Once all the factors are laid out, hopefully the answer to the incoming request for your time becomes clear.  You decision may lead you to a polite ‘no’ response such as ‘Thank you for inviting me to participate.  This sounds really interesting but I’m in a crazy season of my life were I just can’t take on anything else right now.”  No apology necessary, it just is what it is.   On the flip side, if your decision is ‘yes’ then by all means plan for it and enjoy it – without looking back and without feelings of guilt!  Trust your process and your instincts.

By the way, when I was doing the internet research on how baby robins get fed, I was reminded once again that I’m not a sole drifter in this season of life.  Did you know robin fathers also help feed their babies!?  Many hands, or beaks in this case, make light (or at least lighter) work.  Thank goodness I have my best friend (aka my husband) right there to lend a helping hand, offer words of encouragement, lead a tough workout, or force me to relax.

In summary

While I honestly feel that I go to bed at night with hungry birds in my nest, I also can confidently look at myself in the mirror at night and feel good that I lived my day to the fullest and did the best that I can.  I feel tired but also happy knowing that I’ve accomplished much in my waking hours.  I remind myself that this pace isn’t forever and that I’m exactly where I need to be.  I’m relieved that I have a required date with my pillow to rejuvenate and process the day.  I quickly fall into slumber at night, optimistic that the days ahead will unfold new systems, teachers, and tips that will make the bird feeding process flow even more smoothly.  I wake to the dawn and possibilities of a new day and feel hopeful that I can share what I’m living and learning with other sandwiched moms and make their days a little brighter.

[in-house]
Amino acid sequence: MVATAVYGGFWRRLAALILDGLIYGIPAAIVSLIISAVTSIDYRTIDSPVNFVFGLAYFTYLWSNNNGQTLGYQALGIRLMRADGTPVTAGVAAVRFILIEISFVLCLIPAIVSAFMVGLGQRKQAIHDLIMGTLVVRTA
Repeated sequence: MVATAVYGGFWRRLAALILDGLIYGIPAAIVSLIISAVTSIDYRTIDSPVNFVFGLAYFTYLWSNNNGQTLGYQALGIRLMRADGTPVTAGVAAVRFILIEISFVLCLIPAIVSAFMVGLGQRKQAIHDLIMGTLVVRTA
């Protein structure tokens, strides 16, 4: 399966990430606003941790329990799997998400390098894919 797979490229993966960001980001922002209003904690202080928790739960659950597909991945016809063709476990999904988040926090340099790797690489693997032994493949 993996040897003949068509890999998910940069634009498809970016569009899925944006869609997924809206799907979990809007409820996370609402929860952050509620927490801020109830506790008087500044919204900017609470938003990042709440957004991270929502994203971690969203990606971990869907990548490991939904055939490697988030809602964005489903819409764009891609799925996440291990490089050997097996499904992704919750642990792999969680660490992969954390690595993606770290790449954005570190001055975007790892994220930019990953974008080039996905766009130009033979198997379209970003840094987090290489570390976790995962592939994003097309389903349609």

Next steps

  • Evaluate where your time is being spent and ask yourself some of the questions listed above to determine if this is an activity that you still want to take on?  Act on your new decision.
  • Stop beating yourself up!  Accept the tough situation you are in and live each day the best way you know how.
  • Pay it forward.  Tell someone who you see is stretched thin that you think they are doing a remarkable job and explain why you feel this way.
  • As always, schedule time for your own personal health.  Remember you won’t find the time, you have to make the time and I promise that this is where the energy comes from to get through the tough